What’s happening with Osram’s Lightelligence?

May 5, 2020
It’s all gone muted with the centerpiece of the company’s IoT lighting push. The executive who was leading it quietly left a while ago.

The lighting industry’s protracted effort to transform itself into a provider of Internet infrastructure and data collection has long felt like trial-and-error. With that in mind, one must wonder what the level of commitment is these days at Osram to the faded centerpiece of its smart lighting initiative, Lightelligence.

First, a simple recap: By establishing long-lasting LEDs as mainstream illumination sources, the industry wiped its century-old business model of selling lamps, luminaires and replacements. For the last seven years or so, it has scrambled for a profitable revenue stream. It pins hope on Internet of Things (IoT) lighting in which lights and luminaires include or connect to sensors and radio chips that connect to the Internet and can send off data for cloud analysis. Huge value ensues. For example, commercial building managers can use smart lighting not only to improve lighting control, but also to gain key insights into how to better operate their properties.

That’s the thinking. Smart lighting underpins smart buildings, smart cities, smart everything. LEDs Magazine traces the history of IoT lighting initiatives to at least 2013 (when GE Lighting was building up an indoor positioning program) and probably earlier.

Whenever it started, the odyssey has been, as odysseys tend to be, a struggle. Check out our “long and winding road” summation back in 2017, when IoT lighting was already a good four years old and still spinning its wheels. In 2018, we described the would-be transformation as “what some people might consider the oddest metamorphosis since Gregor Samsa awoke one morning and found he had become a cockroach,” a reference to the Franz Kafka character who, as we also noted, didn’t fare well at all in his shapeshifting. A year ago, we noted that the industry was running into stiff competition from, what do you know, the IT industry, with which it is also trying to cooperate.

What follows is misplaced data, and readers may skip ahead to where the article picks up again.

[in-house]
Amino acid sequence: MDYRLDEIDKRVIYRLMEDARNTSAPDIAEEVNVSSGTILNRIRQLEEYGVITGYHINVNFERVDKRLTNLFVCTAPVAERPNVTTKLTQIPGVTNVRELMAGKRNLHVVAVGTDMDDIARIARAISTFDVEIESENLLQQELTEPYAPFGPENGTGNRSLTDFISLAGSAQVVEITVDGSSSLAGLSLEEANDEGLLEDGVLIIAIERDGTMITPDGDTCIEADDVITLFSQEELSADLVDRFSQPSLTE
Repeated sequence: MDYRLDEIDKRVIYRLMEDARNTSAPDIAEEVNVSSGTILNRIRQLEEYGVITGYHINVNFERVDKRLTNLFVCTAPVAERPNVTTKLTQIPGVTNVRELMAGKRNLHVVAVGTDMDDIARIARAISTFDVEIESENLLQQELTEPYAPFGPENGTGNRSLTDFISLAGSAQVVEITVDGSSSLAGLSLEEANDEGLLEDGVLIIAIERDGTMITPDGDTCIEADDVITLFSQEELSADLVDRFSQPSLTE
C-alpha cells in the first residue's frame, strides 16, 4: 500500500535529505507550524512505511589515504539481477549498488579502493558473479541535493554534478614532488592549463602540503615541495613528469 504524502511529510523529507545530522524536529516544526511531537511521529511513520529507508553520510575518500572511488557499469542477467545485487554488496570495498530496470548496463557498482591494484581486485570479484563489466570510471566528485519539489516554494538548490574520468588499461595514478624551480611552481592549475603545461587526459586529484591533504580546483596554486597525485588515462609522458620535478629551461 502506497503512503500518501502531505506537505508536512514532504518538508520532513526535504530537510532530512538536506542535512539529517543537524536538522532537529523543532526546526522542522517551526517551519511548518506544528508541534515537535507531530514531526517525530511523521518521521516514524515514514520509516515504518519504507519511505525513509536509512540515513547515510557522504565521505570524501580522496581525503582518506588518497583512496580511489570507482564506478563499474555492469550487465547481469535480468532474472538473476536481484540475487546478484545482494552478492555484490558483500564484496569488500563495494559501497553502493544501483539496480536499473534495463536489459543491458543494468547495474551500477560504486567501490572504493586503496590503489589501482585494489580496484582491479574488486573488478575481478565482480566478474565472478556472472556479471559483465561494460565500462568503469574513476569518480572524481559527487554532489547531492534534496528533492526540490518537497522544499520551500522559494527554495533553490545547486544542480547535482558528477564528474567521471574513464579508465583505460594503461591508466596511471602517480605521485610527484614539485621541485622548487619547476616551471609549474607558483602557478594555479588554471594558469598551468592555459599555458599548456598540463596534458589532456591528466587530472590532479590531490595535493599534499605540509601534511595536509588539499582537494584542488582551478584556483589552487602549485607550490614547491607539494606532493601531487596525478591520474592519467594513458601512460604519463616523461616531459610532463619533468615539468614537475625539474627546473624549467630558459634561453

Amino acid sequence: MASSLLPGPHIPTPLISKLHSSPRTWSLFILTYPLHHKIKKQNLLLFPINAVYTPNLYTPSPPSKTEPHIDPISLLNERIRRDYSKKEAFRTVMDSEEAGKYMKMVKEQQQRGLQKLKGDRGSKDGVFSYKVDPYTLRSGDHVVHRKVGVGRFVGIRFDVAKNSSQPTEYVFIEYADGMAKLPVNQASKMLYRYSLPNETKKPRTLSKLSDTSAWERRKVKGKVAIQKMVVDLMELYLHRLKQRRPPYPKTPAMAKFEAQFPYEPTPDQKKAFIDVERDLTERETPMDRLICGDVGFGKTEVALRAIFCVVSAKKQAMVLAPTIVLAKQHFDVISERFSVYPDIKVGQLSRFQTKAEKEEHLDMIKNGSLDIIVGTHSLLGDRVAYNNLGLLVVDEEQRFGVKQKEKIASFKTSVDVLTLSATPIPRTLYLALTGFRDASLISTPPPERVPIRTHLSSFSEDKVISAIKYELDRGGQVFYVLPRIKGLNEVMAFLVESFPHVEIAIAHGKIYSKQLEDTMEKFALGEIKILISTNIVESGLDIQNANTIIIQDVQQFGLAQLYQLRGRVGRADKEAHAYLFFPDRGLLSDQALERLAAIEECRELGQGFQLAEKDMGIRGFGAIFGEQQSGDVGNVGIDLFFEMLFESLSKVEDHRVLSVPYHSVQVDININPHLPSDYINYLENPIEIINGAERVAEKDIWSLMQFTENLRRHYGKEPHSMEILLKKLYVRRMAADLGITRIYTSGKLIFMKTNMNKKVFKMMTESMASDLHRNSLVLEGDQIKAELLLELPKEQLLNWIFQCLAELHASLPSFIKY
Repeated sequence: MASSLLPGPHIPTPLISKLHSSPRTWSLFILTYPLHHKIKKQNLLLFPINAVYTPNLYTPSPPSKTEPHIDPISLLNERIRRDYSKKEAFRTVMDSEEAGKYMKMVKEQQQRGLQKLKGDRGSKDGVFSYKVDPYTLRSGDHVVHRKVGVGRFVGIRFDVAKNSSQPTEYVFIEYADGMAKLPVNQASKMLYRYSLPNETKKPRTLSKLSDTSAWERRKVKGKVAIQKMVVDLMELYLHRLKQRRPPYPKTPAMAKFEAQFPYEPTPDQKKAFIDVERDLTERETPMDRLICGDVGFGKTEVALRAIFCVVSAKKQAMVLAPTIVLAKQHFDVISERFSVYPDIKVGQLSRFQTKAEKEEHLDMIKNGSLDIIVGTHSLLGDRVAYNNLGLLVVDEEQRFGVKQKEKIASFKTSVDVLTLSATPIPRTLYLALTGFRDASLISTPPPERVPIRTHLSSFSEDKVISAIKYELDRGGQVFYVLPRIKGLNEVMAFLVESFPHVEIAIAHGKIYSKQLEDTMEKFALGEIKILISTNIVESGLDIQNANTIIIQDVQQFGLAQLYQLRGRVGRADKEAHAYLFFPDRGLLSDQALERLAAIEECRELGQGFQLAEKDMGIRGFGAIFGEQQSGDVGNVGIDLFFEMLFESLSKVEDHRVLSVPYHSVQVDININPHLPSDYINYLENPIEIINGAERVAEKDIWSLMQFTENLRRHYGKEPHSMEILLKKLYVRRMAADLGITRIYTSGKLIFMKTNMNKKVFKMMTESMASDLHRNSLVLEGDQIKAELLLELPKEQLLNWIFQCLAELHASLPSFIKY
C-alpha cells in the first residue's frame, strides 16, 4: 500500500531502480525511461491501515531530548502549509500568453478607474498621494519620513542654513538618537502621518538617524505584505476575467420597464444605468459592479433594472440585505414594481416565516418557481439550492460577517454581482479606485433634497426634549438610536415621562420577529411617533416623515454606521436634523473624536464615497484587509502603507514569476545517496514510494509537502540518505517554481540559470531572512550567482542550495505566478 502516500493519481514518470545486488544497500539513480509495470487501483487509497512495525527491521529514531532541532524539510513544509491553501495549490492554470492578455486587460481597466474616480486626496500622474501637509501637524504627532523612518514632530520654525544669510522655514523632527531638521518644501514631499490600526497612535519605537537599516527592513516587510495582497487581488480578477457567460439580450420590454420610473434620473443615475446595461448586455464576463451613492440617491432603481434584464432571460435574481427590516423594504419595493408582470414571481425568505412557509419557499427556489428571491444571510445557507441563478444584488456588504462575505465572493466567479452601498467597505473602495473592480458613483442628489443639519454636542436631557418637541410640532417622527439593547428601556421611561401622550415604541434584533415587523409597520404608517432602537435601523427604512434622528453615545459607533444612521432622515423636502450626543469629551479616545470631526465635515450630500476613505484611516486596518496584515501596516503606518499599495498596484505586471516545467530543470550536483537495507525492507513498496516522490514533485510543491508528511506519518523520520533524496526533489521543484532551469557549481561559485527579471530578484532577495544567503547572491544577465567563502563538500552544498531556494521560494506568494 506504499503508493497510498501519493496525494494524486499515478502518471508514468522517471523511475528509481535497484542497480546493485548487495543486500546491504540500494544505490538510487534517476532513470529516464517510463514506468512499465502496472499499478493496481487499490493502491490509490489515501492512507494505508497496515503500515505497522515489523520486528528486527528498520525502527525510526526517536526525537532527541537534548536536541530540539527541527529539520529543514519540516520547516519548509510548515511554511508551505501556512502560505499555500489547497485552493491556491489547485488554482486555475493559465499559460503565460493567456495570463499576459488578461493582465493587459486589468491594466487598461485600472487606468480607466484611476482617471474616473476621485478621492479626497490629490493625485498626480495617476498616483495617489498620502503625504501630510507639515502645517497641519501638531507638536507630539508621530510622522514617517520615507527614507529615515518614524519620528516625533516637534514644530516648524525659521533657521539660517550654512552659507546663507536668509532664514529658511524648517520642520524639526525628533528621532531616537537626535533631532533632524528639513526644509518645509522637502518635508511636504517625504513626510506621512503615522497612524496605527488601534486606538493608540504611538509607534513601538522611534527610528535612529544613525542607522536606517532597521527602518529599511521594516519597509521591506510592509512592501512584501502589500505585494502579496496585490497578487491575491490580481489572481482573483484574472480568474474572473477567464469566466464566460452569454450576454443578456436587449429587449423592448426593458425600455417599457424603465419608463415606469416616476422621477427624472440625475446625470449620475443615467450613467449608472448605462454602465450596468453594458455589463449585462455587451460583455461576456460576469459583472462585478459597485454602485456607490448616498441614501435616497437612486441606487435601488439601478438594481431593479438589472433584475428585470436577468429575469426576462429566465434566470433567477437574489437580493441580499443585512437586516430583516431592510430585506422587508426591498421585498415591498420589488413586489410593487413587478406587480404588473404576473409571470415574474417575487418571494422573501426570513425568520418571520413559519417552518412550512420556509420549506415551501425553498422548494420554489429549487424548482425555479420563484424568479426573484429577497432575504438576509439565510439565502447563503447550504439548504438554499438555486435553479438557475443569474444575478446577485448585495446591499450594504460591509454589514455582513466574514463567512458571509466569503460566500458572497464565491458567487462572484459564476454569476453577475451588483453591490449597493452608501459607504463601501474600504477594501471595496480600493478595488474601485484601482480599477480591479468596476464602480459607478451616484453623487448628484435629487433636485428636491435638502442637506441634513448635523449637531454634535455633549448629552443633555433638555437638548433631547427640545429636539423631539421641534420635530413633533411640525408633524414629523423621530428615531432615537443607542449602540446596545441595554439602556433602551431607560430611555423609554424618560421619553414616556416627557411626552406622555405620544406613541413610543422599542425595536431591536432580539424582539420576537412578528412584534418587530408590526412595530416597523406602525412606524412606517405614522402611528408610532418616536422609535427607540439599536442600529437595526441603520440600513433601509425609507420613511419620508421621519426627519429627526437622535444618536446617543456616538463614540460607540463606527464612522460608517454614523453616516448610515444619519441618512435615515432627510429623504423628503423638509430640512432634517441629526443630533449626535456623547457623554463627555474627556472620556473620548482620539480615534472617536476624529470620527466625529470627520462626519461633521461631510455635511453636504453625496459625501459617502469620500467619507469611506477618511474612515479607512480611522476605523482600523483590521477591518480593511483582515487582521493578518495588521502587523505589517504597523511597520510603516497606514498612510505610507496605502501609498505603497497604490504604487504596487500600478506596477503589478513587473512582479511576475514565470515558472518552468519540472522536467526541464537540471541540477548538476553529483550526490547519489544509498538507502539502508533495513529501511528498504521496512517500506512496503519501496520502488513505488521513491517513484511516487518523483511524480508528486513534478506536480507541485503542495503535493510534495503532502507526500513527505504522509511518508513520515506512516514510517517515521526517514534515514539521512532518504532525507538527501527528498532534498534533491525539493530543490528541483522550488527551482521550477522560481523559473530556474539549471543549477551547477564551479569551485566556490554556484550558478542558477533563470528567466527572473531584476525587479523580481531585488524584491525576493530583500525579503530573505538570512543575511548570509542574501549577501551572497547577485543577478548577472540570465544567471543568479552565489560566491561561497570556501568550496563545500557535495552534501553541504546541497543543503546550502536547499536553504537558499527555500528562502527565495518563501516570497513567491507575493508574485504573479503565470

It is no surprise then that lighting companies from the biggest to the smallest have along the way chopped and changed their approach.

At industry number-two Osram, a fairly major alteration seems to have taken place with Lightelligence, the would-be overarching luminaire-to-cloud data analytics “ecosystem” that the Munich company launched with fanfare in March 2018 at the Light + Building exhibition in Frankfurt.

In a press release at the time featuring chief technology officer Stefan Kampmann and head of Innovation Thorsten Mueller, Osram heralded Lightelligence as “the IoT platform for light management and beyond.” Mueller himself noted how the lighting-based IoT set of products and services would provide powerful development tools supporting a wide range of applications and uses, and provide “an enormous increase in efficiency in IoT development.” Osram positioned it for use across different levels, including by developers who would write software for it. Lightelligence ties into Microsoft’s Azure cloud platform, and Osram pointed out that it could thus deliver Azure’s “Infrastructure as a Service” (IaaS) capability.

Those were big words and big hopes over two years ago, but things have gone a bit quiet with Lightelligence lately.

Search the press release archive on Osram’s website for “Lightelligence,” and the last reference to come up is over a year ago on March 29, 2019, when Osram made a passing reference to it in an announcement about new entertainment lighting. In fairness, online searches can deliver incomplete results, but we can think of only one more recent Osram reference to Lightelligence and that was a year ago, when on we reported on May 15, 2019 that Austin, TX-based Facility Solutions Group and Osram jointly announced a partnership in which FSG offered Osram luminaires, controls, and sensors that collect data and could send it to the Lightelligence cloud.

Boss slips out the door

If the paucity of press releases isn’t curious enough, consider this: Lightelligence overseer Mueller left Osram last August, according to his LinkedIn page. (The same page indicates that since October he has been head of Global Product Group Building and Home Automation Solutions at Swiss engineering and automation outfit ABB, the same company that former GE Current CEO Maryrose Sylvester joined, suggesting that perhaps IoT lighting is the realm of engineering and IT types, rather than of lighting).

Osram never announced his departure as far as LEDs Magazine can tell. Nor has Osram made clear whether it has named a replacement, or whether the Innovation department still exists — the tea leaves hint that it does not.